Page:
Thursday, April 21, 2011

Color-Coded Bread Bag Ties: Who Knew?

So, I was on g-chat talking with one of my fabulous best friends and she sent me a link to this article about color-coded bread bag ties.  Did you know there's a way to help figure out how fresh store-bought bread is?  I didn’t!!!!  This is unbelievable to me.  All you have to do is look at the twist-tie or plastic tab that keeps the bag closed.  Turns out, it's color-coded to reflect the day that the bread is baked.  HOW AWESOME IS THAT?  It seems unlikely but dug into it and found that it became an almost-universal practice among commercial bakeries as a way to help grocery store restockers recognize which loaves to replace on their shelves.

To remember which color is which day, put the colors in alphabetical order. Here's the breakdown:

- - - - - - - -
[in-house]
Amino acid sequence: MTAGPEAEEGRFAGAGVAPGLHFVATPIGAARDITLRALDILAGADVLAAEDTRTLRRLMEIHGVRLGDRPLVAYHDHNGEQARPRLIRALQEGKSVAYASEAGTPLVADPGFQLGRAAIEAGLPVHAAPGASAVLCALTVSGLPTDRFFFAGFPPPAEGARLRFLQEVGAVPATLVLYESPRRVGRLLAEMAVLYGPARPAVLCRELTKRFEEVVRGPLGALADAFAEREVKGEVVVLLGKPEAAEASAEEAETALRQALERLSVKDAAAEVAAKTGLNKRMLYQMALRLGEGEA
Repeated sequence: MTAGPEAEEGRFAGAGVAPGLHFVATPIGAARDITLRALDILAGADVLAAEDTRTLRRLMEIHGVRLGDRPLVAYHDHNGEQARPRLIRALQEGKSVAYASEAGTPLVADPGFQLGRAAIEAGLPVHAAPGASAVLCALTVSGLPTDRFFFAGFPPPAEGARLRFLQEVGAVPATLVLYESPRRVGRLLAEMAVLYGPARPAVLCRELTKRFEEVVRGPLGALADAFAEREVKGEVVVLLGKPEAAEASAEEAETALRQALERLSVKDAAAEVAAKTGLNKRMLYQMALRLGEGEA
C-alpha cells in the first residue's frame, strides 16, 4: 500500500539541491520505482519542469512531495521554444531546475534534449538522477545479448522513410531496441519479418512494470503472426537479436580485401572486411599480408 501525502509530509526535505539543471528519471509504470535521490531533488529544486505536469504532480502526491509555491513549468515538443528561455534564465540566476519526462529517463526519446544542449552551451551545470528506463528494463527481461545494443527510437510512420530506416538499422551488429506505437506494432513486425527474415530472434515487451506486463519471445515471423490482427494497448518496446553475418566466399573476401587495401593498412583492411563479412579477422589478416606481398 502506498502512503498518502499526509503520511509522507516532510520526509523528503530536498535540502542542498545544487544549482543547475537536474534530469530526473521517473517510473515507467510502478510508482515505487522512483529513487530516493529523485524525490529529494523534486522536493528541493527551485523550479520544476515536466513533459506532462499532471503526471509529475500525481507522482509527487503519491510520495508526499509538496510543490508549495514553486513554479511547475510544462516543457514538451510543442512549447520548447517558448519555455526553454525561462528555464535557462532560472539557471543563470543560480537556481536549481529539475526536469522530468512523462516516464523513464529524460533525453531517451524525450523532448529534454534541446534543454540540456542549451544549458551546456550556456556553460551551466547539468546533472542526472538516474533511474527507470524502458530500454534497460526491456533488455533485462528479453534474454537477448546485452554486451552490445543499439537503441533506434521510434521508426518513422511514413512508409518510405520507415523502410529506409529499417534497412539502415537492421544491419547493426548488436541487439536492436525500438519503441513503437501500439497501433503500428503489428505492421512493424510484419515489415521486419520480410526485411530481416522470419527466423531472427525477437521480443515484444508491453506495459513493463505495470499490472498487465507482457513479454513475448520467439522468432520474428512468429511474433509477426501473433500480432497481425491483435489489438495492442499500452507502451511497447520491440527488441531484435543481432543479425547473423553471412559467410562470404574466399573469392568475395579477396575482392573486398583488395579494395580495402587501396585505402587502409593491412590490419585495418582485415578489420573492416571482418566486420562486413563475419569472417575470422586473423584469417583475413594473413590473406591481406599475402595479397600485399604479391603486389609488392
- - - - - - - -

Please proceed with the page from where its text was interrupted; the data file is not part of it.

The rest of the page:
• Blue: Monday
  • Green: Tuesday
  • Red: Thursday
  • White: Friday
  • Yellow: Saturday

This whole system was set up to help the supermarkets and grocers identify which bread was new, which was getting old (so it can be put on sale), and which was out of date and needed to be removed from the shelves. As a general rule of thumb, you should only see two colors of tags on the shelves at any one time, or three maximum for those days when bread wasn't delivered. But that doesn’t stop the old bread from sneaking in though.  Do a check next time and see for yourself.

There are certainly some exceptions to this practice so they don’t recommend relying on it exclusively to determine freshness. Some bakeries will use their own color-coding systems or only one color altogether, and always remember that the date on the tag is the date the bread needs to be sold by, not the date it was baked on.

Now…..we just want to know why bread isn't baked on Wednesdays.

Do you know of any other food packaging color-codes?



  1. oh my gosh I've never noticed that before! Now I know I'll be checking it out each time I go grocery shopping ha

  2. I know, me either!!!! How interesting, right?